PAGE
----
Giant Eagle announced Tuesday that they will offer buy outs to 340 of its corporate employees. But the Pittsburgh-based chain may not be the only grocery story experiencing hard times.
Giant Eagle says competition from other food retailers and falling food prices are behind their need to cut operating costs.
Matt Roberts, an Agricultural Economist at the Ohio State University, says food prices have gone down across the country due to something called a "commodities cycle."
You might remember a few years ago the price of grains, meat and dairy went up slightly. According to the USDA, today a gallon of whole milk cost about 50 cents less than it did in 2014.
Roberts says this was due to an increased demand for foods like grain and corn on a global scale.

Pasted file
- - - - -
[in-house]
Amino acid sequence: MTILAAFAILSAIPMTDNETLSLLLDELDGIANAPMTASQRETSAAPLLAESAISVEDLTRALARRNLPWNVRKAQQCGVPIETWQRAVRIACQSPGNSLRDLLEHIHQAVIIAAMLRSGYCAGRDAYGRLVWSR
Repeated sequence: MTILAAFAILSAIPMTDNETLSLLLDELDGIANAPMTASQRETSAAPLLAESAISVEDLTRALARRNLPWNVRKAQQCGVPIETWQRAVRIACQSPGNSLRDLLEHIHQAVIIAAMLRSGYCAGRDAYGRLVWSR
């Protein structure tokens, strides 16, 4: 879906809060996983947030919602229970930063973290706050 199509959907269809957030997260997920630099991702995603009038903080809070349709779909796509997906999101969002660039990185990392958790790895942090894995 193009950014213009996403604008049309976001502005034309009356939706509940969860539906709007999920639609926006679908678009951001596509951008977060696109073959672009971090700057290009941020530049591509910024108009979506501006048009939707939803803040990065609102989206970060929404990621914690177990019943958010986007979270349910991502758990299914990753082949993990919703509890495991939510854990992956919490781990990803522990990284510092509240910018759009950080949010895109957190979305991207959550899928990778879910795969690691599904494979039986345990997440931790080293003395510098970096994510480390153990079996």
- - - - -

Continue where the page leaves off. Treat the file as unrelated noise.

One example he gives is China. Roberts says the country's demand for U.S. soybeans grew significantly from 2000 to 2015.
"By the equivalent of 65 million acres," Roberts says. "Now to put that in context, Illinois produces about 23 million acres of row crops."
Roberts says that demand caused the price of food to spike and spurred an expansion in food production.
"Now we're left with over-supplied markets and much lower prices," Roberts says.
Other grocery chains may also be feeling the volatile environment. The Cincinnati based Kroger has also cited a drop of 1.5 percent in food prices.
Giant Eagle reports nearly $10 billion dollars in annual sales and more than 400 grocery and convenience store locations, 50 of which are in the Columbus area.